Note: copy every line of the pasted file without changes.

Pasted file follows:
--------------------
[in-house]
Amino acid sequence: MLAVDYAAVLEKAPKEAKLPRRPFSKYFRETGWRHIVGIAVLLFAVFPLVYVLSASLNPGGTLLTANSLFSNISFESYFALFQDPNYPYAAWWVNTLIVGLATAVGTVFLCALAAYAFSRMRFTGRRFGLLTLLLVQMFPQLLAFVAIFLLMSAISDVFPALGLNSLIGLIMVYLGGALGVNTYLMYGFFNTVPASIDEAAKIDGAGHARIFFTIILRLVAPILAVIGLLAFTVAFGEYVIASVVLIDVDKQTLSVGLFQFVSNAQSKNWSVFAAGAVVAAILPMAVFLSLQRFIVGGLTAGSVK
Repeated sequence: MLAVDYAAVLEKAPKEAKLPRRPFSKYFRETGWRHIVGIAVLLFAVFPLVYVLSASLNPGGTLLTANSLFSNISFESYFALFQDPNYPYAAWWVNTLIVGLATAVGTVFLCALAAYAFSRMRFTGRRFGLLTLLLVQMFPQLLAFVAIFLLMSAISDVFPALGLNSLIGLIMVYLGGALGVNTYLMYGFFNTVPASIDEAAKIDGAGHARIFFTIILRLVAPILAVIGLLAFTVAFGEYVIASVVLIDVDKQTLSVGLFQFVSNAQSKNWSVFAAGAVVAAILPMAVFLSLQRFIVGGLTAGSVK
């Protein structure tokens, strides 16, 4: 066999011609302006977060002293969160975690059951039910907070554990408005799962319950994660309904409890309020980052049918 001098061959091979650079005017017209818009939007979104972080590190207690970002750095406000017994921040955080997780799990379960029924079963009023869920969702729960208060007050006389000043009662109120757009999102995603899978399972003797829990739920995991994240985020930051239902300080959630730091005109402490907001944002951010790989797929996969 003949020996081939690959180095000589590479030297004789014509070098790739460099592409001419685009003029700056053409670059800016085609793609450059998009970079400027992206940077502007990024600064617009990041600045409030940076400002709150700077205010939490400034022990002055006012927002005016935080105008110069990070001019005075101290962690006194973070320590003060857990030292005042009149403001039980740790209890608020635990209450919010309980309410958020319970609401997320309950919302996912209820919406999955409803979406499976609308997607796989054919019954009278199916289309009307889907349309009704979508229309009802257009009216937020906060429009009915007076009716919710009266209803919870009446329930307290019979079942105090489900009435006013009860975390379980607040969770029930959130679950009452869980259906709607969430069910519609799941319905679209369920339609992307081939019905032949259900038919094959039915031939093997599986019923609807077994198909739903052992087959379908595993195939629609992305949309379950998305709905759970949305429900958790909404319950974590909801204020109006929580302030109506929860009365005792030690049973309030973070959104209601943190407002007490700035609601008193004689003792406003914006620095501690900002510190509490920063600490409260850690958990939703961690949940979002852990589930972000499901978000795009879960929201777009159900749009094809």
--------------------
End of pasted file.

[in-house]
Amino acid sequence: MLAVDYAAVLEKAPKEAKLPRRPFSKYFRETGWRHIVGIAVLLFAVFPLVYVLSASLNPGGTLLTANSLFSNISFESYFALFQDPNYPYAAWWVNTLIVGLATAVGTVFLCALAAYAFSRMRFTGRRFGLLTLLLVQMFPQLLAFVAIFLLMSAISDVFPALGLNSLIGLIMVYLGGALGVNTYLMYGFFNTVPASIDEAAKIDGAGHARIFFTIILRLVAPILAVIGLLAFTVAFGEYVIASVVLIDVDKQTLSVGLFQFVSNAQSKNWSVFAAGAVVAAILPMAVFLSLQRFIVGGLTAGSVK
Repeated sequence: MLAVDYAAVLEKAPKEAKLPRRPFSKYFRETGWRHIVGIAVLLFAVFPLVYVLSASLNPGGTLLTANSLFSNISFESYFALFQDPNYPYAAWWVNTLIVGLATAVGTVFLCALAAYAFSRMRFTGRRFGLLTLLLVQMFPQLLAFVAIFLLMSAISDVFPALGLNSLIGLIMVYLGGALGVNTYLMYGFFNTVPASIDEAAKIDGAGHARIFFTIILRLVAPILAVIGLLAFTVAFGEYVIASVVLIDVDKQTLSVGLFQFVSNAQSKNWSVFAAGAVVAAILPMAVFLSLQRFIVGGLTAGSVK
């Protein structure tokens, strides 16, 4: 066999011609302006977060002293969160975690059951039910907070554990408005799962319950994660309904409890309020980052049918 001098061959091979650079005017017209818009939007979104972080590190207690970002750095406000017994921040955080997780799990379960029924079963009023869920969702729960208060007050006389000043009662109120757009999102995603899978399972003797829990739920995991994240985020930051239902300080959630730091005109402490907001944002951010790989797929996969 003949020996081939690959180095000589590479030297004789014509070098790739460099592409001419685009003029700056053409670059800016085609793609450059998009970079400027992206940077502007990024600064617009990041600045409030940076400002709150700077205010939490400034022990002055006012927002005016935080105008110069990070001019005075101290962690006194973070320590003060857990030292005042009149403001039980740790209890608020635990209450919010309980309410958020319970609401997320309950919302996912209820919406999955409803979406499976609308997607796989054919019954009278199916289309009307889907349309009704979508229309009802257009009216937020906060429009009915007076009716919710009266209803919870009446329930307290019979079942105090489900009435006013009860975390379980607040969770029930959130679950009452869980259906709607969430069910519609799941319905679209369920339609992307081939019905032949259900038919094959039915031939093997599986019923609807077994198909739903052992087959379908595993195939629609992305949309379950998305709905759970949305429900958790909404319950974590909801204020109006929580302030109506929860009365005792030690049973309030973070959104209601943190407002007490700035609601008193004689003792406003914006620095501690900002510190509490920063600490409260850690958990939703961690949940979002852990589930972000499901978000795009879960929201777009159900749009094809």